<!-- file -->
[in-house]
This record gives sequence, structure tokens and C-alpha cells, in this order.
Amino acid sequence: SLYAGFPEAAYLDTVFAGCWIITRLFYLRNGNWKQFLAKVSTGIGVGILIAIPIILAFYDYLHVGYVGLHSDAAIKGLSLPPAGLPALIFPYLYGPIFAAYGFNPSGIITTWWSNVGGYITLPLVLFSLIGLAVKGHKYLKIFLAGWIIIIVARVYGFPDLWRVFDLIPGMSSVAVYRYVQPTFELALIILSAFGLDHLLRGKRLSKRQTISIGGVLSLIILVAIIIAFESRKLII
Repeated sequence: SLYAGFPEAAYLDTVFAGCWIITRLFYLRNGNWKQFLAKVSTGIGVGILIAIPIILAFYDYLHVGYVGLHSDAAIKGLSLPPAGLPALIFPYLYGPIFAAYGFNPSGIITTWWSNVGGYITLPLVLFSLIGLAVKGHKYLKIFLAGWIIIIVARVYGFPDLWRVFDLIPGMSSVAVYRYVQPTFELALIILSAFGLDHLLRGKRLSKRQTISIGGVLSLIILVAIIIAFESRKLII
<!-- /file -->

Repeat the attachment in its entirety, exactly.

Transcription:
[in-house]
This record gives sequence, structure tokens and C-alpha cells, in this order.
Amino acid sequence: SLYAGFPEAAYLDTVFAGCWIITRLFYLRNGNWKQFLAKVSTGIGVGILIAIPIILAFYDYLHVGYVGLHSDAAIKGLSLPPAGLPALIFPYLYGPIFAAYGFNPSGIITTWWSNVGGYITLPLVLFSLIGLAVKGHKYLKIFLAGWIIIIVARVYGFPDLWRVFDLIPGMSSVAVYRYVQPTFELALIILSAFGLDHLLRGKRLSKRQTISIGGVLSLIILVAIIIAFESRKLII
Repeated sequence: SLYAGFPEAAYLDTVFAGCWIITRLFYLRNGNWKQFLAKVSTGIGVGILIAIPIILAFYDYLHVGYVGLHSDAAIKGLSLPPAGLPALIFPYLYGPIFAAYGFNPSGIITTWWSNVGGYITLPLVLFSLIGLAVKGHKYLKIFLAGWIIIIVARVYGFPDLWRVFDLIPGMSSVAVYRYVQPTFELALIILSAFGLDHLLRGKRLSKRQTISIGGVLSLIILVAIIIAFESRKLII